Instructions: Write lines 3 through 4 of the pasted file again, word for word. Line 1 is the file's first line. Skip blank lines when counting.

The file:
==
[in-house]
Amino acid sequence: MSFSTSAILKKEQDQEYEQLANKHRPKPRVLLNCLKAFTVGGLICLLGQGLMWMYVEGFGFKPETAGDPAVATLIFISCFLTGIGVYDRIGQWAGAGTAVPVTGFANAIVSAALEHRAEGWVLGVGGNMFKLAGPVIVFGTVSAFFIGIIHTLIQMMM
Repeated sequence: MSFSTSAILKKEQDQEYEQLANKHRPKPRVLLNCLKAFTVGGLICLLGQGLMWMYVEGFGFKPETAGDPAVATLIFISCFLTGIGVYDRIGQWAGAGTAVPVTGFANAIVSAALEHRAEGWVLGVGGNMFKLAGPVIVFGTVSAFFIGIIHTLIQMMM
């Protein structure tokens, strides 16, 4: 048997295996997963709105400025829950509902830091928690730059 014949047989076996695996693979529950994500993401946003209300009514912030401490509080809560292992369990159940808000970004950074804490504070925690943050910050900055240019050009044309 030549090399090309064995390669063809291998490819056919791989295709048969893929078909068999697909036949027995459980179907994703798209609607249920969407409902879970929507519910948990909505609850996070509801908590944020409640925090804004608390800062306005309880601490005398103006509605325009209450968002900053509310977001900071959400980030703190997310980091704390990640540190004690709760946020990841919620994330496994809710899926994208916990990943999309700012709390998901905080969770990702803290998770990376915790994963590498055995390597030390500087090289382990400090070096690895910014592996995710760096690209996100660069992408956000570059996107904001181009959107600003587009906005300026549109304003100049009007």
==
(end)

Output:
Repeated sequence: MSFSTSAILKKEQDQEYEQLANKHRPKPRVLLNCLKAFTVGGLICLLGQGLMWMYVEGFGFKPETAGDPAVATLIFISCFLTGIGVYDRIGQWAGAGTAVPVTGFANAIVSAALEHRAEGWVLGVGGNMFKLAGPVIVFGTVSAFFIGIIHTLIQMMM
């Protein structure tokens, strides 16, 4: 048997295996997963709105400025829950509902830091928690730059 014949047989076996695996693979529950994500993401946003209300009514912030401490509080809560292992369990159940808000970004950074804490504070925690943050910050900055240019050009044309 030549090399090309064995390669063809291998490819056919791989295709048969893929078909068999697909036949027995459980179907994703798209609607249920969407409902879970929507519910948990909505609850996070509801908590944020409640925090804004608390800062306005309880601490005398103006509605325009209450968002900053509310977001900071959400980030703190997310980091704390990640540190004690709760946020990841919620994330496994809710899926994208916990990943999309700012709390998901905080969770990702803290998770990376915790994963590498055995390597030390500087090289382990400090070096690895910014592996995710760096690209996100660069992408956000570059996107904001181009959107600003587009906005300026549109304003100049009007």